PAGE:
Monday, August 20, 2012

Trend Micro - You're doing it wrong!

In my Monday morning blog catch-up I stumbled upon Trend Micro's blog "Big Data Analytics and the Smart Protection Network". I don't normally bother reading or commenting on such self-serving marketing crud, but I worry that Trend Micro may starting to believe their own marketing fluff.

There are a number of things that are worth commenting upon, but the following is more dire than many...
"Every day, we receive 430,000 files for analysis, of which 200,000 are unique. That results in 60,000 new signatures for detection every day."
Trend Micro - you're doing it wrong! Who in their right mind still pumps out 60,000 new signatures for yesterdays malware? The fact that any vendor is forced to write signatures for each new threat is obviously a depressing aspect of the whole legacy approach to antivirus. There are considerably smarter ways in dealing with this class of threat. From my own past observations those 200,000 unique samples are more than likely serial variants of only a handful of meaningful malware creations. A ratio of 200:1 or 500:1 is pretty common nowadays - and even then more modern "signature" approaches could shrink the ratio down to between 4000:1 or 10,000:1 by the time you start interpreting the code contained within the malicious binary.

Why is all this important? Firstly, perhaps it's my German heritage, but inefficiencies can be grating. Just because you're been pumping out the same crud the same way for decades, doesn't mean you can't learn something from the younger dogs at the park. Secondly, these 1:1 transformations of signature to unique malware sample are redundant against the current state of the threat. The bad guys can generate a unique malware variant for every single visitor every time they get infected or receive an update. Thirdly, the signature you're pushing out is redundant - it's a marketing number, not a protection number, it wouldn't even serve as a SPF number on a bottle of sunscreen. Finally (and it's only "finally" because I've got a day job and I could go on and on...), "200,000 are unique" - I think you've missed more than a few...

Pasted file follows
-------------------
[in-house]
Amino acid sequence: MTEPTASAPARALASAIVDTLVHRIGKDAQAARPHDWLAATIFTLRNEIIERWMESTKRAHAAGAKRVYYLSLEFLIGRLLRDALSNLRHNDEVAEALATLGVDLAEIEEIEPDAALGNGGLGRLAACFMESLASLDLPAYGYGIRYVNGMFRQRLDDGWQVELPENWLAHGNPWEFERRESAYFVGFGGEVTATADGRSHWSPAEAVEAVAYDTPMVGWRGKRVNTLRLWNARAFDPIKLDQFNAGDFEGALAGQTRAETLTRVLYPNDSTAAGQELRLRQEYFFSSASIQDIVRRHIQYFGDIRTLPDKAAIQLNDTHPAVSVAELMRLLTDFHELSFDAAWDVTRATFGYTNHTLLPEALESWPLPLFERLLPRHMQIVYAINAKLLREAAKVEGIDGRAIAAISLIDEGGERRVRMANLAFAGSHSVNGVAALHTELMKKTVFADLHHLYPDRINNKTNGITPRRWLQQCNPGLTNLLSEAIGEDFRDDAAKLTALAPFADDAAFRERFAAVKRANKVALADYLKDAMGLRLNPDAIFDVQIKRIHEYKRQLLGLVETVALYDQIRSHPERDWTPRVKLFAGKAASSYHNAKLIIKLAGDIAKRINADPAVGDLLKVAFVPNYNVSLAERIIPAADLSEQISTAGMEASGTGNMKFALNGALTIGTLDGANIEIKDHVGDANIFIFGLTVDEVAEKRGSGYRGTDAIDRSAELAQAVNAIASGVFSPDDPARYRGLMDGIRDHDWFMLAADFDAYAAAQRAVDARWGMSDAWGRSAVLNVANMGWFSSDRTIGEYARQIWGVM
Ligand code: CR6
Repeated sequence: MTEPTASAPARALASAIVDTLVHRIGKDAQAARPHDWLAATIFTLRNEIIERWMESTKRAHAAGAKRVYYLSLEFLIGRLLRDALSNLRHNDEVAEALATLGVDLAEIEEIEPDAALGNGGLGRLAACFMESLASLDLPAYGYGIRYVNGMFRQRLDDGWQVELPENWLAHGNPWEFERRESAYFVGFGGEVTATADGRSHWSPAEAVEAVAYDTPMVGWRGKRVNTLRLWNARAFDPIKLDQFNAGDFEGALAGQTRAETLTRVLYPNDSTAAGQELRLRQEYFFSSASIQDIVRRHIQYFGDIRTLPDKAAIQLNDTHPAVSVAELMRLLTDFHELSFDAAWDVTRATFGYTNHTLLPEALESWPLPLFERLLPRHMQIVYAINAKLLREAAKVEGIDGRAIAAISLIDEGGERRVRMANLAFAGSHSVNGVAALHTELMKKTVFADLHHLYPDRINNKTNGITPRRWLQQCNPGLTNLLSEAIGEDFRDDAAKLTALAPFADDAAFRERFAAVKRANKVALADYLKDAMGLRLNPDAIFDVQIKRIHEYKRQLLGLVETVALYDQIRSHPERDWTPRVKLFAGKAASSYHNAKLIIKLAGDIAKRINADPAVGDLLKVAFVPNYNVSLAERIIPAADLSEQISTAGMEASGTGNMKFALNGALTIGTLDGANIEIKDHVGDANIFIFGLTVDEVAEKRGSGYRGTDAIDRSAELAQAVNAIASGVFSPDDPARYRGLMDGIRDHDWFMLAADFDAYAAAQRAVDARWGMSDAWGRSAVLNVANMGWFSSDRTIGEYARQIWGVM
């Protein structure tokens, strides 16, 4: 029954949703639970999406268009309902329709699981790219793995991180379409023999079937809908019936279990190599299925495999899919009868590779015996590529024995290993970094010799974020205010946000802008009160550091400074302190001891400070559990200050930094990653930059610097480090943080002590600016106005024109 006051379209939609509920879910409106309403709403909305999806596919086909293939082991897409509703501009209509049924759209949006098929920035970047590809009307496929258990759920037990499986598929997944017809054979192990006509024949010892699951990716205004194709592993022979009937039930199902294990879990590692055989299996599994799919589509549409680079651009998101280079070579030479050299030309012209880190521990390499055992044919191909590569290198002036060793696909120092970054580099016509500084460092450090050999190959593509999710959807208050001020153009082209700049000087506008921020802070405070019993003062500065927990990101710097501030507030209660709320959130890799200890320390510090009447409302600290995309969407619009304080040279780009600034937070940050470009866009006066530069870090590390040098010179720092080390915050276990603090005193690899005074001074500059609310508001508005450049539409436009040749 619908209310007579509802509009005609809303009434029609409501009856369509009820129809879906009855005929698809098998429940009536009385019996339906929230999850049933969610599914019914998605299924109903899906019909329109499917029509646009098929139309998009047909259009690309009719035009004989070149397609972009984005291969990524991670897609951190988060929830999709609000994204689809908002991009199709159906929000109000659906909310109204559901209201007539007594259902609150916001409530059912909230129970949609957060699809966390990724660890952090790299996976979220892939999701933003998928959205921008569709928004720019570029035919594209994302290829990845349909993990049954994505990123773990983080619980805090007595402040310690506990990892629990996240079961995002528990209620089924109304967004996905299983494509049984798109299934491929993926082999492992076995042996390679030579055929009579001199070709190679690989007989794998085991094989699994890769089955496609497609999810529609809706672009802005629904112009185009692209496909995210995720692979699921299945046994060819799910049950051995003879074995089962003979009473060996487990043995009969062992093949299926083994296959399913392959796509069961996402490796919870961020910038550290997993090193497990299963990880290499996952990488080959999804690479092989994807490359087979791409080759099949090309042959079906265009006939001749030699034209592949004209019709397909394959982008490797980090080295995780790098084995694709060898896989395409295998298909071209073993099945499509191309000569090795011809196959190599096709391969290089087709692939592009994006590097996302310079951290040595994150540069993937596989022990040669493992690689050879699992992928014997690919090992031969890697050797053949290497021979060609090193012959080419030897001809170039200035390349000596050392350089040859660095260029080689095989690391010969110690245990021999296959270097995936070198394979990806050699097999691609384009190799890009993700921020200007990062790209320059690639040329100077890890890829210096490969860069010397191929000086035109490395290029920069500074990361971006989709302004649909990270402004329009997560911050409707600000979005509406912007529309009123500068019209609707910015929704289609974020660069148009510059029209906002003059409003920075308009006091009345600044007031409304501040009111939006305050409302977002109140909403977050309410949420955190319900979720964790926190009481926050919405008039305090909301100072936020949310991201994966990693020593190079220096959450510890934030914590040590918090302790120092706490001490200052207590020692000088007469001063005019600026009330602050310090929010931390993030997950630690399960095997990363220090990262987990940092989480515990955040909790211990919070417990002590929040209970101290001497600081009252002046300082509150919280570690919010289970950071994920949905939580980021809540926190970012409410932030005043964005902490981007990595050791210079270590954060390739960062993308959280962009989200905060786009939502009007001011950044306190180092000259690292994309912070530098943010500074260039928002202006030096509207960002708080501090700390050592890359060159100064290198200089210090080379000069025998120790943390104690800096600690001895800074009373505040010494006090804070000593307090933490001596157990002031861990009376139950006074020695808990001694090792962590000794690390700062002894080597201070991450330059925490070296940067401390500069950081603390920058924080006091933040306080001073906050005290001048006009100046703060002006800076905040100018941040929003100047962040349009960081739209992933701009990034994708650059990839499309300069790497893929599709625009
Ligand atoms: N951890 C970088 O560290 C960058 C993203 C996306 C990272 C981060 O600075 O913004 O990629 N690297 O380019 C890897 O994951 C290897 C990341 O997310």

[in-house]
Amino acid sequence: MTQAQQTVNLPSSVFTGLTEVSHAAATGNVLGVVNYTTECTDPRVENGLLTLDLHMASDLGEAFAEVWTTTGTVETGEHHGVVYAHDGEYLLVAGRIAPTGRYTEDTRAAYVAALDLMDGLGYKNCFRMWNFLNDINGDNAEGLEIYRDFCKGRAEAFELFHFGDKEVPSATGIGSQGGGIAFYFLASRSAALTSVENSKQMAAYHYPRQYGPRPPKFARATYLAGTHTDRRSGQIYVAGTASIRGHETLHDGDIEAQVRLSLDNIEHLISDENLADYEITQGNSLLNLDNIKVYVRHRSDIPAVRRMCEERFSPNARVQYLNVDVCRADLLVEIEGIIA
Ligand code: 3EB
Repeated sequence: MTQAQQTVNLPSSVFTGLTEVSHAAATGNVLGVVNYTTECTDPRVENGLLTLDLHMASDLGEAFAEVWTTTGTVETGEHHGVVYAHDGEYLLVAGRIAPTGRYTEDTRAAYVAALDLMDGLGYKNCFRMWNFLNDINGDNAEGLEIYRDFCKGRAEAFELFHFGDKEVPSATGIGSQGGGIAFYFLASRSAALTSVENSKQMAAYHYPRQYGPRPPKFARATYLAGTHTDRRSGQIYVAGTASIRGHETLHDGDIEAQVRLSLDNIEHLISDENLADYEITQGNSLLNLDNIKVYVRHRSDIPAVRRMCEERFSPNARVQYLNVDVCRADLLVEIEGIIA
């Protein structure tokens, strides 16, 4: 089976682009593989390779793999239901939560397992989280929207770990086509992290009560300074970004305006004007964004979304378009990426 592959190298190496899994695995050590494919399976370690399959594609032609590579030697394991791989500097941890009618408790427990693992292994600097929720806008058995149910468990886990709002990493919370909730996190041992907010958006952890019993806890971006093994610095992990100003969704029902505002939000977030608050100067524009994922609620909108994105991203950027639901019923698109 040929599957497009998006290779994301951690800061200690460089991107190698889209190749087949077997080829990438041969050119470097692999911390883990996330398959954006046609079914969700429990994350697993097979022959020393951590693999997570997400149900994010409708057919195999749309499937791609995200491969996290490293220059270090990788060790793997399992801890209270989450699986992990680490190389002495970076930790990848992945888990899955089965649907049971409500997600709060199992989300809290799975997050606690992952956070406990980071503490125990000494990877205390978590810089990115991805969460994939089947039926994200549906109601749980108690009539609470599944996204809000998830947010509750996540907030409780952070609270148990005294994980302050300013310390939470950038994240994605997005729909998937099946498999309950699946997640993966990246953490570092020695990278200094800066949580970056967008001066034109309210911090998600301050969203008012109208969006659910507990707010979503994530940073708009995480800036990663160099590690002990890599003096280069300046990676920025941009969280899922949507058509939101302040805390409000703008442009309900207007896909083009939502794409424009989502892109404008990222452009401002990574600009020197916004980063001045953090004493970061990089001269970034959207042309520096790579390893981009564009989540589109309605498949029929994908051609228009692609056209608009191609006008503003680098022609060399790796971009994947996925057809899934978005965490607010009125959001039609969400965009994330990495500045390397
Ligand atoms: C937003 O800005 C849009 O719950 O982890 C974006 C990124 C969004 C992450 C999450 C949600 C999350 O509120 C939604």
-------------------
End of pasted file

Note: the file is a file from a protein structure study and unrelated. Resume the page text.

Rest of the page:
"Thanks to our leadership in the reputation and correlation area, we get many requests from law enforcement to help them identify and jail criminals."
I suppose blind self-promotion works best if evidence is contrary. I'm sorry, but there's a lot more to reputation than blacklisting URL's and whitelisting "good" applications nowadays - and there's an ample list of companies specializing in reputation services that do this particular approach much better. The problem with these (again) legacy blacklist approaches is that the threat has moved on and the criminals have been able to ignore these dilapidated technologies for a half-decade. Server-side domain generation algorithms (DGA), one-time URL's, machine-locked malware, Geoip restrictions, blacklisting of security vendor probing infrastructure, etc. are just a sampling of tools and strategies that the bad guys have brought to bare against this legacy framework of reputation blacklists and correlation.

Don't get me wrong, the data you're gathering is useful for law enforcement. It can be helpful in identifying when the criminals screw up or when a newbie comes on to the scene, and it can be useful in showing how much damage has been done in the past by the bad guys - it's just not too effective against preemptively stopping the threat.

Speaking of the data, I'd love to know who's buying that data from Trend Micro? From past experience I know that most governments around the world pay a pretty penny for knowing precisely what foreign citizens are browsing on their computers, what type of Web browser they're using and what's the current patch level of their operating system... it's traditionally useful for all kinds of spying and espionage but, more importantly nowadays, for modeling and optimizing various cyber-warfare campaign scenarios.